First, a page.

Toughing through another board meeting, Herman listens to the others chatting until he introduces a Mr. Raphael Warren (Ken Barnett), a man dealing with the blueprints and cost estimates for the renovation. Again, Barrow is put back in charge of the dealings. Will this give him more money to siphon off? Surely, if Herman can manage he’ll take what his pockets can hold. Kept back by Captain August Robertson (Grainger Hines), he finds out their exclusive club is granting him membership. He finds out $2,000 is required for a donation, plus for membership fees. This stresses Barrow out right away. He accomplishes getting the funds by selling his house off quickly. But what about his children and his wife? Uh oh.
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Dr. Algernon Edwards (André Holland) has received a patient who claims Thackery worked on her. In fact, he was paid in heroin. He fixed up her nose, back at the start of the season, using a gold earring. Seems the earring was not gold and is corroding inside her flesh. He plans to make things right, “on the house“. Then from the guts come a pain, racking John completely. Out comes more turpentine. Algernon wants to help, though, the foolishly brave and arrogant John Thackery refuses. Going it alone, as usual.
John is also readying himself to start fixing Abby (Jennifer Ferrin). He further wants her to talk with an addiction patient, similarly to how she talked John down when he called about the twins’ surgery.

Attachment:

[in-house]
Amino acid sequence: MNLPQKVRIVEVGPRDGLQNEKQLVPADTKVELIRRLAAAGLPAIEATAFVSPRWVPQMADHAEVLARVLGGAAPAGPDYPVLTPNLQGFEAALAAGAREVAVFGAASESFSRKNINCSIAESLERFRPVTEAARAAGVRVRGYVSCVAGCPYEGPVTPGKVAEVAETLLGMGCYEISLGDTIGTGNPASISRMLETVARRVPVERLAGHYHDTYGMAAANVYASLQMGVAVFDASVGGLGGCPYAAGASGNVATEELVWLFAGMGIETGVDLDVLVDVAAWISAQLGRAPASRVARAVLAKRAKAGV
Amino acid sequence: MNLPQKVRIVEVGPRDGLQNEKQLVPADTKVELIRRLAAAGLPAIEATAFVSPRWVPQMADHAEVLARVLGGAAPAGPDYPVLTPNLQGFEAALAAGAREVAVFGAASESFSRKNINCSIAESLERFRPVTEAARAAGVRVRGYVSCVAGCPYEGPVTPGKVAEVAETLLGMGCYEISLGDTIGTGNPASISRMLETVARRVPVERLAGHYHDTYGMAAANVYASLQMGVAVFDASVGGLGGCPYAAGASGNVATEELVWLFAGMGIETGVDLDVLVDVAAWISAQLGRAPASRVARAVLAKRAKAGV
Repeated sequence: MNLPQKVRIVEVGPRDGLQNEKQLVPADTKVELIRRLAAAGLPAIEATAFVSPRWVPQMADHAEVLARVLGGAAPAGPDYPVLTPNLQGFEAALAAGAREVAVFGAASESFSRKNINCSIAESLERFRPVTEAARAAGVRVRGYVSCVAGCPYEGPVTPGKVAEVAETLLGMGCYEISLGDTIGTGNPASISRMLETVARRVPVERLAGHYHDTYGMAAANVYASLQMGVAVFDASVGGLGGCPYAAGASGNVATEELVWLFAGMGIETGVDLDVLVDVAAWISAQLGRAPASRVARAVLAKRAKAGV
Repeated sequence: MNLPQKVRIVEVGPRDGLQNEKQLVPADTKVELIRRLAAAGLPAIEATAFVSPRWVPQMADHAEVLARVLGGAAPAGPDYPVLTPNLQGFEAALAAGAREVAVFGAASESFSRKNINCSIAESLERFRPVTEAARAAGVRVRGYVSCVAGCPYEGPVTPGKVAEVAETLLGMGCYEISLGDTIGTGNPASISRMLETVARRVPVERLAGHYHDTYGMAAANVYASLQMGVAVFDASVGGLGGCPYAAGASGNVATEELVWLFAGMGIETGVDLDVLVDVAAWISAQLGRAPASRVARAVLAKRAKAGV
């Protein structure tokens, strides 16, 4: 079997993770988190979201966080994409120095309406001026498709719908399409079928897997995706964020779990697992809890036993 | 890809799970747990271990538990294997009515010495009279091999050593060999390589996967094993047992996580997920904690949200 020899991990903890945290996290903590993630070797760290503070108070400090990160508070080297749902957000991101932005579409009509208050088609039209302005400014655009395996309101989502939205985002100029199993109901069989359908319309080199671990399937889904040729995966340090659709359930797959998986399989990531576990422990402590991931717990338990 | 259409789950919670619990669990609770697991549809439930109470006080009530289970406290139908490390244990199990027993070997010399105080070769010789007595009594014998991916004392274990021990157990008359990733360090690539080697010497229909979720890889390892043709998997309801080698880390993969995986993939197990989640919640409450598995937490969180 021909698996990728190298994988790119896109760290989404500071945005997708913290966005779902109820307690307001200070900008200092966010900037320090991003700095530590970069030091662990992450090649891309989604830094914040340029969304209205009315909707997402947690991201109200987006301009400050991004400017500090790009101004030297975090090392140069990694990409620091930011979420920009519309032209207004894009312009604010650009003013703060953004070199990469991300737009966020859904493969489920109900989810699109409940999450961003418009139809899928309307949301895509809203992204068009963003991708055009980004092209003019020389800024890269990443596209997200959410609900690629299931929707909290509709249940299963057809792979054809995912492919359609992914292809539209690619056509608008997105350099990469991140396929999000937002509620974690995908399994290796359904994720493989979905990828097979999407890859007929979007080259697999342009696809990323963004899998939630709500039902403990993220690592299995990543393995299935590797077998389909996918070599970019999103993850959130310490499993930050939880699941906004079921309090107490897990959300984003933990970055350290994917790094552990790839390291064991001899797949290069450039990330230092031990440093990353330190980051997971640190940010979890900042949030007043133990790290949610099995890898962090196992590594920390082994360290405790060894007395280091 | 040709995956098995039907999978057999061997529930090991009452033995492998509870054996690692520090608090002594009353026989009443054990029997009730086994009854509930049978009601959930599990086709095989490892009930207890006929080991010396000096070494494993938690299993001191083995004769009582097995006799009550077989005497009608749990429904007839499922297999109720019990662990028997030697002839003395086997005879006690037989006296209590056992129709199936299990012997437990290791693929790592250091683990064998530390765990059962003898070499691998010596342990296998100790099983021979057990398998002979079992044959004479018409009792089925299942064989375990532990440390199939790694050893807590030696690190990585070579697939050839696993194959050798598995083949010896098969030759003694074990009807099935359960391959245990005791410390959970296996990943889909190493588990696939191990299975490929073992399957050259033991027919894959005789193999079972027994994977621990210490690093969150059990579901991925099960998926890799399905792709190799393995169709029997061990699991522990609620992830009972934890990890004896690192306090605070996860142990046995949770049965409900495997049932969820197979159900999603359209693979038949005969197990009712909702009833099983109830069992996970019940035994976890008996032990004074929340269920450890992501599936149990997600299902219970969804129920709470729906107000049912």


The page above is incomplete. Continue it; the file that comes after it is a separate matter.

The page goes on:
On the phone, Effie Barrow (Molly Price) gets a call about a vacuum sweeping machine – the one installed over at the new apartment. Oh, wow. Things are tumbling down on top of ole Herman’s head now.

Romance is alive, among everything else. Nurse Lucy Elkins (Eve Hewson) is being fawned over by Henry Robertson (Charles Aitken). Interrupted after awhile by Corenlia (Juliet Rylance) who is still followed by a man Phillip’s father employs to watch her comings and goings. She tells Henry about the implications against their father, concerning Inspector Speight and his untimely passing. Will Henry use this to overcome his father? Or will he run to his father with the information? I can only hope the first will come to pass, as Henry seems to want to take things over for himself and steer their business into a new, brighter future. It seems Captain August Robertson has been responsible for bubonic plague outbreaks in Chicago and other areas.
Dr. Gallinger is trying to find a suitable place for his wife to stay, a comfortable spot to tuck her away. A Dr. Adolf Warner (Dieter Riesle) assures she will be looked after and given the best possible life, “under the circumstances“. Tragic, and I hate Everett. Yet something had to be done, or else more murders would happen, further bodies would pile, and Everett would sink with the ship, as well. Only later on, Everett starts to move in close with Eleanor’s sister Dorothy. Pretty damn low.
Some of the nurses around The Knick believe Henry Robertson is turning the nursing staff into a rack of centerfolds, believing Lucy won’t have trouble keeping her job. Called off to the telephone, Lucy gets a call about her father A.D. Elkins (Stephen Spinella). Rushing to some dingy place, lit red in a dark basement where surely a house of sin exists, Lucy finds a crazy eyed A.D. looking full of drugs and falling into the deep end head first. We come to find he suffered a paralytic stroke, as Thack explains back in a room at the hospital: “The best I can do is keep him alive.”